All Things Considered
All Things Considered
Tuesday, July 3, 2012

Minnesota Public Radio Stories

  • Dry cornfieldNorthwest Minnesota counties experiencing drought
    While much of Minnesota is a bit soggy after a great deal of rain, the northwestern part of the state is seeing drought conditions take hold. Some crop damage is already reported and experts say unless widespread rain falls this week, the area could soon be in severe drought.4:50 p.m.
  • Swinging bridgeJay Cooke State Park closed indefinitely
    Jay Cooke State Park in northeastern Minnesota will remain closed indefinitely because of damage to Highway 210 during recent severe flooding, the Minnesota Department of Natural Resources said Tuesday.5:24 p.m.

National Public Radio Stories

  • Tensions Grow Between Former Allies Syria, Turkey
    Spokesmen for the rebel Free Syrian Army say the war has reached a crucial stage. Defections of government soldiers are increasing and have weakened the Syrian army. The rebels also say more arms are flowing to their side from other Gulf states. Many of those shipments are intended for Islamist factions within the rebel movement. Deborah Amos talks to Robert Siegel.
  • 'Torture Centers' Stretch Across Syria, Human Rights Watch Reports
    The watchdog group says interviews with hundreds of former detainees and defectors show that an "archipelago of torture centers" has been created. Opponents of the Assad regime report being beaten, sexually assaulted and subjected to mock executions.
  • Letters: Kodak, 'Drive A Tank'
    Melissa Block and Robert Siegel read emails from listeners about Kodak and the Minnesota service "Drive A Tank."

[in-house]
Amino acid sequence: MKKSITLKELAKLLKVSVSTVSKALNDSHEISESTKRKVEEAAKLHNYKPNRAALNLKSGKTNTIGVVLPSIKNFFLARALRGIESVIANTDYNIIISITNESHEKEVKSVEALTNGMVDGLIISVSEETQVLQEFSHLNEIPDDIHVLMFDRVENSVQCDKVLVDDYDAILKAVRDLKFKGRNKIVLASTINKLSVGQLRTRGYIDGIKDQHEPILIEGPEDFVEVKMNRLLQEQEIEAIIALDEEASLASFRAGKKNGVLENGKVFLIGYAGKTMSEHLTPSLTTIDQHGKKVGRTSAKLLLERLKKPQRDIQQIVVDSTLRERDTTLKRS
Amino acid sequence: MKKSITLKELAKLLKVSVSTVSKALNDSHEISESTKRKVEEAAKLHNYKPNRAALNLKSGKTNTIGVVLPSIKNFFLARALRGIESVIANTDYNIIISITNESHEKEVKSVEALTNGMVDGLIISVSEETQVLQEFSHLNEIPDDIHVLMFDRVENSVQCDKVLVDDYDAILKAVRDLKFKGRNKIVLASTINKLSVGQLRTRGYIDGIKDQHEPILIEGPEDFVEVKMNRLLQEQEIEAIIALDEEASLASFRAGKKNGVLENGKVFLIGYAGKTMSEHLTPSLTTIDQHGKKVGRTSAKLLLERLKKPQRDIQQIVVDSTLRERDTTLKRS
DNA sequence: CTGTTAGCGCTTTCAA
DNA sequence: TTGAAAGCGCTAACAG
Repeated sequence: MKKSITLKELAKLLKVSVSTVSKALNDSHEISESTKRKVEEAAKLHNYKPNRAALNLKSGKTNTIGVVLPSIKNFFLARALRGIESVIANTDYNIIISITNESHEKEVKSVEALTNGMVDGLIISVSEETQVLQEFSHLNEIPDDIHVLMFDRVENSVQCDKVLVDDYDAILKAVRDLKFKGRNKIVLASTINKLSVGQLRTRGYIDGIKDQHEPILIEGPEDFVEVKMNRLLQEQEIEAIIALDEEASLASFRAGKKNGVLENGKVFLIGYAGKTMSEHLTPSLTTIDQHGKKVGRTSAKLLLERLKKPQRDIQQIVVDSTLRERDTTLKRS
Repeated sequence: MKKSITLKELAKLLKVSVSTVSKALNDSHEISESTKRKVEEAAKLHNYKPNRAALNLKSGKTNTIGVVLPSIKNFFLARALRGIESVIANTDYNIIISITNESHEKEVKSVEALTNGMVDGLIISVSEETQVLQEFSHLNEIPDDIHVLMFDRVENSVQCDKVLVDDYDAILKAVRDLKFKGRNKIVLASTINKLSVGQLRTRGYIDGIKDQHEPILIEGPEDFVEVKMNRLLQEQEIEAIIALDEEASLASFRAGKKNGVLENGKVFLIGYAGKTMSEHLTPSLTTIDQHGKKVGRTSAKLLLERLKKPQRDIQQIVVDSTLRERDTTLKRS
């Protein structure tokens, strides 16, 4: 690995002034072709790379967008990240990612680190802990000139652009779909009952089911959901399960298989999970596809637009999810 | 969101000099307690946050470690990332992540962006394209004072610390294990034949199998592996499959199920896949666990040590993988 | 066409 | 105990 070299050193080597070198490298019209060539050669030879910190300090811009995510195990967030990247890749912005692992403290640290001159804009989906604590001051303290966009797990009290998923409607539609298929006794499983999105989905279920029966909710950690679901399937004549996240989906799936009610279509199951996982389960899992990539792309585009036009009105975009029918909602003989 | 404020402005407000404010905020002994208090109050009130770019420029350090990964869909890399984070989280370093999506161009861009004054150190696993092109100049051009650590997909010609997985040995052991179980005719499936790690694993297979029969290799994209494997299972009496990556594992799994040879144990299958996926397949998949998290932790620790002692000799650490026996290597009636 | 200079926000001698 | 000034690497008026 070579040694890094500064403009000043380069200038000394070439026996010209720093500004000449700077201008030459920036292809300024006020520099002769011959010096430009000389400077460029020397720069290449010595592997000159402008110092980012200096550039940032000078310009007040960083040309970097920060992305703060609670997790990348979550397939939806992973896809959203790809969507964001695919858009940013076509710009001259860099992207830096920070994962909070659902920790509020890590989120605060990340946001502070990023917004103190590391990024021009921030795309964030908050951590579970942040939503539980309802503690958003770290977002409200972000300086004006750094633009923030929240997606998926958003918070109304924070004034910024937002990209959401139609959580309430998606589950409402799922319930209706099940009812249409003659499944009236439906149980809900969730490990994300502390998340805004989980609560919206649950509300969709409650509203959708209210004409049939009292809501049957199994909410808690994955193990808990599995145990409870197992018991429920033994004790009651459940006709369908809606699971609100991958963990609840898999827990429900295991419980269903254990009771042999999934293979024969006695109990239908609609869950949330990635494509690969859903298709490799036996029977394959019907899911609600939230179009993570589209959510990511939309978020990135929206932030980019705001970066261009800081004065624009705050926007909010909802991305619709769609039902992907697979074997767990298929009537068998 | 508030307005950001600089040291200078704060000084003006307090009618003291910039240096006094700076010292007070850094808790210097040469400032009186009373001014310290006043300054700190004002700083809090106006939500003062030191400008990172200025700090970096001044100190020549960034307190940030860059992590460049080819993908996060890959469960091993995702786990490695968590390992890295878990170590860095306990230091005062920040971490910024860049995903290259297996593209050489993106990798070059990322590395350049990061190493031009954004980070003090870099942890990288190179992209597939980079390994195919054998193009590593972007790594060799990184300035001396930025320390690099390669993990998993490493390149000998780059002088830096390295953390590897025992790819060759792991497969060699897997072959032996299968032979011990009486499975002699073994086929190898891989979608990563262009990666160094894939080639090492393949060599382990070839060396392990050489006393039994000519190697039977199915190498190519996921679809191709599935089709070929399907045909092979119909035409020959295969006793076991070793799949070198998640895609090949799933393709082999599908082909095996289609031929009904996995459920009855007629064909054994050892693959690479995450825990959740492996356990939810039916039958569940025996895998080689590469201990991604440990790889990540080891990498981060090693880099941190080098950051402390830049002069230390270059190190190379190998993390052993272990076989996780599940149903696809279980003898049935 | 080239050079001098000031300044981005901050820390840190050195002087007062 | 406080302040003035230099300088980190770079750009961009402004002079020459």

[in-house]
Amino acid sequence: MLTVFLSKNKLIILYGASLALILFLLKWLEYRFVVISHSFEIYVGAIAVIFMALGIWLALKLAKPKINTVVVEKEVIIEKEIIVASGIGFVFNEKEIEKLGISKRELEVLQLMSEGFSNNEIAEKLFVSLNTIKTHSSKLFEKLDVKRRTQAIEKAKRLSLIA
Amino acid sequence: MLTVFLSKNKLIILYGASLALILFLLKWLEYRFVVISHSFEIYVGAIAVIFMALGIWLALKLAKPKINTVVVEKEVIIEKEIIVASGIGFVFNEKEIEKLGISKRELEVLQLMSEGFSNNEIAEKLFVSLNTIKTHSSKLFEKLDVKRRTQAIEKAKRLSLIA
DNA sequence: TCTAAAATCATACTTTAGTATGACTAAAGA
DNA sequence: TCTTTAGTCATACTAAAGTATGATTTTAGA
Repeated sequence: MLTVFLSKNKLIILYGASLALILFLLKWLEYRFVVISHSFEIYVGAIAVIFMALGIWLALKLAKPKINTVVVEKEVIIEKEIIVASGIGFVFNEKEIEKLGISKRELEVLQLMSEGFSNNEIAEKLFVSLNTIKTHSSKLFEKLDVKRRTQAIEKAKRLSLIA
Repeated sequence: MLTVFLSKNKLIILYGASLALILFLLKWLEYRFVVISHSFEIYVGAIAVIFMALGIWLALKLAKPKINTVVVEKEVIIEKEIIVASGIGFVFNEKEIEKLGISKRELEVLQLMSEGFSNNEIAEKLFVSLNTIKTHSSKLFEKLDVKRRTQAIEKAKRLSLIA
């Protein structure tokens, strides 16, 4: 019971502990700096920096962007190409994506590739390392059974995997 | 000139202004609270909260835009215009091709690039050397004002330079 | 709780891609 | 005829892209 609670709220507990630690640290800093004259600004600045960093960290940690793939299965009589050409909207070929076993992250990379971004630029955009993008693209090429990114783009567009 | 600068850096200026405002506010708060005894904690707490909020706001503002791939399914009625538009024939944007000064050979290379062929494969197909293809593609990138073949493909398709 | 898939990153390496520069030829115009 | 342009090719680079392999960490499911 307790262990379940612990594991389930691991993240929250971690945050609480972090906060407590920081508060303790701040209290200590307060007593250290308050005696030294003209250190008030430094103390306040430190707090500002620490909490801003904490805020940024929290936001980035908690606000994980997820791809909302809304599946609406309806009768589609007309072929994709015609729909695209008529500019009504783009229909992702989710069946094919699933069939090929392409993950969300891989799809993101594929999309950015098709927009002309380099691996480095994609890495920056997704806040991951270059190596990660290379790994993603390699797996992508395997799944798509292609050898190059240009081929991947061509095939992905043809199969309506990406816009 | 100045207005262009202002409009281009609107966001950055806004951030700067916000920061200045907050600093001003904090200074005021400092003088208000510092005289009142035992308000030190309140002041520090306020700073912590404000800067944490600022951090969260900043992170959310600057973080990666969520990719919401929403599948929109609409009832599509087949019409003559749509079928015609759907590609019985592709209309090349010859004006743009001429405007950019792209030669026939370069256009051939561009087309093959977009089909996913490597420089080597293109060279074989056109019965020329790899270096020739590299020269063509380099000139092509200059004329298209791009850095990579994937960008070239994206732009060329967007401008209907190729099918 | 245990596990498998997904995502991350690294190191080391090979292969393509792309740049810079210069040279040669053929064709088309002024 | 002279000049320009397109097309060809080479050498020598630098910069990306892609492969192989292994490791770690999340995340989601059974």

• Pakistan Reopening Supply Lines Into Afghanistan
    The U.S. has announced that Pakistan has agreed to reopen its land routes to NATO convoys heading into Afghanistan. The agreement came after Washington again expressed regret for the deaths of 24 Pakistani soldiers who were killed in an errant American air strike last November.
  • Common Parasite May Influence Human Behavior
    A study shows that women infected with a common parasite are 1.5 times more likely than other women to attempt suicide. The parasite, which is found in cats, is already known to change the behavior of infected animals.
  • Did Roberts Flip On The Health Care Decision?
    Since the Supreme Court's health care ruling — in which Chief Justice John Roberts provided the key vote to uphold most of the law — speculation has raged about whether he changed his mind in the course of deliberations. In many ways, the question of a switch misperceives how the court works.
  • Does Medicaid Make People Healthier?
    The question is more contentious than it sounds. A new study may finally provide an answer.
  • Colombia Relives Escobar's Reign Of Terror, On TV
    Drug lord Pablo Escobar nearly brought Colombia to its knees with a wave of bombings and murders in the 1980s. Now, he is back, in a new TV series that has mesmerized Colombia. The narco-novela tells of the cartel boss's rise and fall — and tries to show his victims' perspectives, too.
  • A Lanky Teenager On The Path To (Super) Power
    Peter Parker's transformation from nerdy teenager to nerdy teenager with superstrength is retold in The Amazing Spider-Man. NPR's Bob Mondello says that star Andrew Garfield is great as the awkward high-schooler with newfound powers, and keeps the movie from feeling superfluous.
  • Serbia's Markovic Orkestar Breaks Boundaries With Brass
    A new album puts a Serbian band's wild, genre-bending flair on full display.

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